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Memphis gets its first look at virtual learning data. Here’s what it shows.

A student in a coat and mask sits with her arms crossed in a metal folding chair at a table with a cardboard divider as she looks at her laptop for her online class.
Shelby County Schools students have been learning remotely all school year. A fall test looked at how they’re doing.
Laura Faith Kebede / Chalkbeat

Memphis students are struggling with material taught during virtual learning, a top Shelby County Schools official said Monday — pointing to the results of a test meant to gauge student progress.

Meanwhile, the unusually high test scores among the Memphis district’s youngest students has some officials suggesting that adults at home continue to assist with online exams.

The test results, unveiled Monday evening at a school board committee meeting, cover lessons taught between late August and mid-November, comprising about a third of what students are expected to know by the end of the school year. Districtwide, about 28% of Memphis students scored at or above grade level in English language arts and math, with middle school students struggling the most. Just 8.3% of middle school students were found to be proficient in English and 10.5% in math.

Antonio Burt, the district’s chief academic officer, said the testing data shows how many students are having a hard time meeting state standards.

“The kids are still struggling regardless of a pandemic,” he told reporters after the meeting. “The difference is the challenge is more widespread.”

The district’s report signals that this year’s unique circumstances with all-remote learning make it harder to know how students are doing compared with previous years.

Since teachers cannot monitor remote testing as effectively as they could in person, the results may be skewed. That means more work for teachers, who have to reconcile test scores with what they observe in their virtual classrooms, Burt said.

“Kids may have scored one thing on the assessment, but when they’re providing instruction and feedback and monitoring instruction inside the classroom, it’s a different story,” he said.

Burt told school board members that his team is leveraging the data to create programs to help students catch up during the spring and summer breaks. School leaders also are using the data to plan out the concepts they need to review with students.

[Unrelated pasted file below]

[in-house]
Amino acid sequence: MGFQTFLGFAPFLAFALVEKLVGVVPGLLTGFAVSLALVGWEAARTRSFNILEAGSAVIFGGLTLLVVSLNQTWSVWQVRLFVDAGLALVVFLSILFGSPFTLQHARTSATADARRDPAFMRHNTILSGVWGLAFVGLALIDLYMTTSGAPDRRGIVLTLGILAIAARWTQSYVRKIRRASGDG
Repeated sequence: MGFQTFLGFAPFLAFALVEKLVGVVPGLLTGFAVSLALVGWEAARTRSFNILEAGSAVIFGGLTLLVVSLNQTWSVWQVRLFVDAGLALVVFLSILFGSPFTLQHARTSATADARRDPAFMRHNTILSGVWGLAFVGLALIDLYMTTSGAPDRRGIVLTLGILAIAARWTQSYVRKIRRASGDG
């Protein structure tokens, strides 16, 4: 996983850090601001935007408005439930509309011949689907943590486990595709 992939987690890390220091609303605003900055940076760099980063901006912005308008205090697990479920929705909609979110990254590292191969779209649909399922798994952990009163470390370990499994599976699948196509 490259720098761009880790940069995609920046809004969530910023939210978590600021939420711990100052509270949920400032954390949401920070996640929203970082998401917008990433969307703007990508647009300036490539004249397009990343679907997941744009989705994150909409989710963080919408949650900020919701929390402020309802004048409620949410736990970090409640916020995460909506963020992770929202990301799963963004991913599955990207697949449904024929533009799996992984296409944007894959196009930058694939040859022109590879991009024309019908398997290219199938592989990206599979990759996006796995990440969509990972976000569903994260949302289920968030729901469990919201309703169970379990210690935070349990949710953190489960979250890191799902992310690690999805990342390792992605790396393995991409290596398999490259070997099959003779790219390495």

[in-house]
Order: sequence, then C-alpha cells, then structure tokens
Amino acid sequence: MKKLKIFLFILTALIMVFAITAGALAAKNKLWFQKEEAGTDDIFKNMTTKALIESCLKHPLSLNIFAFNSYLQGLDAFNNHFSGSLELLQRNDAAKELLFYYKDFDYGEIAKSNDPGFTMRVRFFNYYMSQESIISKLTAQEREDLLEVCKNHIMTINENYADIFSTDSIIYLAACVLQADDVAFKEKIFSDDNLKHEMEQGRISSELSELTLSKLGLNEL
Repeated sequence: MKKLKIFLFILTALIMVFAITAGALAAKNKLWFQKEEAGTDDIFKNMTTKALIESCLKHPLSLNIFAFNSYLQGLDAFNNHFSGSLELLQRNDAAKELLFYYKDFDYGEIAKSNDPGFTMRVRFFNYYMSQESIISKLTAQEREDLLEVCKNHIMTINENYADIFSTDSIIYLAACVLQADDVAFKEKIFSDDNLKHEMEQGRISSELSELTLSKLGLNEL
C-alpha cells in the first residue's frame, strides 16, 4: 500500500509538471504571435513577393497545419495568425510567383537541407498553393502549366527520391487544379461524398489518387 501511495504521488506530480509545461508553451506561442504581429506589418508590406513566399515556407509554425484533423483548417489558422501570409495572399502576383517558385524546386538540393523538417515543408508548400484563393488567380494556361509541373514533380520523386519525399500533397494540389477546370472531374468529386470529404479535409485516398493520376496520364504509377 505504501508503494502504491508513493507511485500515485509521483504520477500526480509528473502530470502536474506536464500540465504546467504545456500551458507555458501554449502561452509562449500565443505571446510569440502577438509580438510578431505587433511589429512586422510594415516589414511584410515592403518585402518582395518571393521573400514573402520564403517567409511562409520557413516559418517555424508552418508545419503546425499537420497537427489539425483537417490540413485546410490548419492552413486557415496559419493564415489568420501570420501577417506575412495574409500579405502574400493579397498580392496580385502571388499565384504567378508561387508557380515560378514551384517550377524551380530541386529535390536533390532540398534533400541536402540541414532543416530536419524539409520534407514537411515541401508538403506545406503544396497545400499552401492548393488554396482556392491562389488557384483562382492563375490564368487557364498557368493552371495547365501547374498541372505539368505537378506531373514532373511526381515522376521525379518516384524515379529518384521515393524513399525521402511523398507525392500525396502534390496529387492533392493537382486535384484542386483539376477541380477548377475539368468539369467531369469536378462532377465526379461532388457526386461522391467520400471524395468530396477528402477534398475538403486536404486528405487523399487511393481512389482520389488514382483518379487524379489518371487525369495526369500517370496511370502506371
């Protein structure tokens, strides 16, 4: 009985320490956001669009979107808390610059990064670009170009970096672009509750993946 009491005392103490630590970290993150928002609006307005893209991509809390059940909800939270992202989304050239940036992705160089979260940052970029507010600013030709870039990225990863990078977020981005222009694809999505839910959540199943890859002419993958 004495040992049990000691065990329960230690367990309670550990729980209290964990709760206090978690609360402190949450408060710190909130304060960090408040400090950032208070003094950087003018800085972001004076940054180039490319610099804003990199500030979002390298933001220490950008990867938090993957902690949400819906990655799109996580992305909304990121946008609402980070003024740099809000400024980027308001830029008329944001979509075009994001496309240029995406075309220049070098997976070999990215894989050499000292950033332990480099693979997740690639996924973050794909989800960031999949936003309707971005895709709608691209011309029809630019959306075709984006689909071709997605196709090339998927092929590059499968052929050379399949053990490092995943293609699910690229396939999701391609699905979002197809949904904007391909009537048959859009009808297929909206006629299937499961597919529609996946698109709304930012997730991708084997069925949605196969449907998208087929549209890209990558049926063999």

The recent test results, he said, can’t be directly compared with previous years because the most recent tests covered a longer period. Normally, the district administers three of these tests during the school year. This year, there will only be two. The district’s first diagnostic test, given in the fall, was repurposed to check student learning since lawmakers canceled last year’s state tests amid the pandemic.

Percent of Shelby County Schools students scoring on grade level or above

Grade English Math
Grade English Math
K-2 56.6% 48.2%
3-5 21.8% 34.8%
6-8 8.3% 10.5%
9-12 13.7% 11.4%
The test administered in November and December covers about a third of the material students are expected to learn during the school year. Shelby County Schools

School board member Stephanie Love said she wanted to know how many students were unable to take the test because of problems with their internet connection. She also questioned whether these students had the opportunity to retake it so teachers know how to help them.

“What I don’t want to do is have students in a position where you’re offering them a support they may not need,” Love said.

The district’s report showed that about 70% of students took the English test and about 74% took the math test. Burt did not immediately know if that participation rate was unusual or not.

The report comes as Memphis school leaders are under intense scrutiny from the state for offering only online classes so far this school year.

Gov. Bill Lee has argued students, especially those from low-income families who make up the majority of Shelby County Schools’ enrollment, are falling behind academically because they don’t have the option to return to classrooms. While district leaders also want to restart in-person learning, Superintendent Joris Ray said the continued spread of COVID-19 makes that too risky, especially for students who live with grandparents at high risk for coronavirus complications and with limited access to health care.

Even if the district offered in-person learning, most parents said they would continue with remote learning, according to a mid-December survey. Teachers hold live classes via video conference each day.

Shelby County Schools uses periodic tests to predict how students would perform on the state’s annual standardized test known as TNReady. In 2019, the most recent year the test was administered, about 21% of students met state requirements for English and 27% met standards for math.

Correction, Feb. 3, 2021: A previous version of this story incorrectly stated how many tests Shelby County Schools is administering this year to check student progress.

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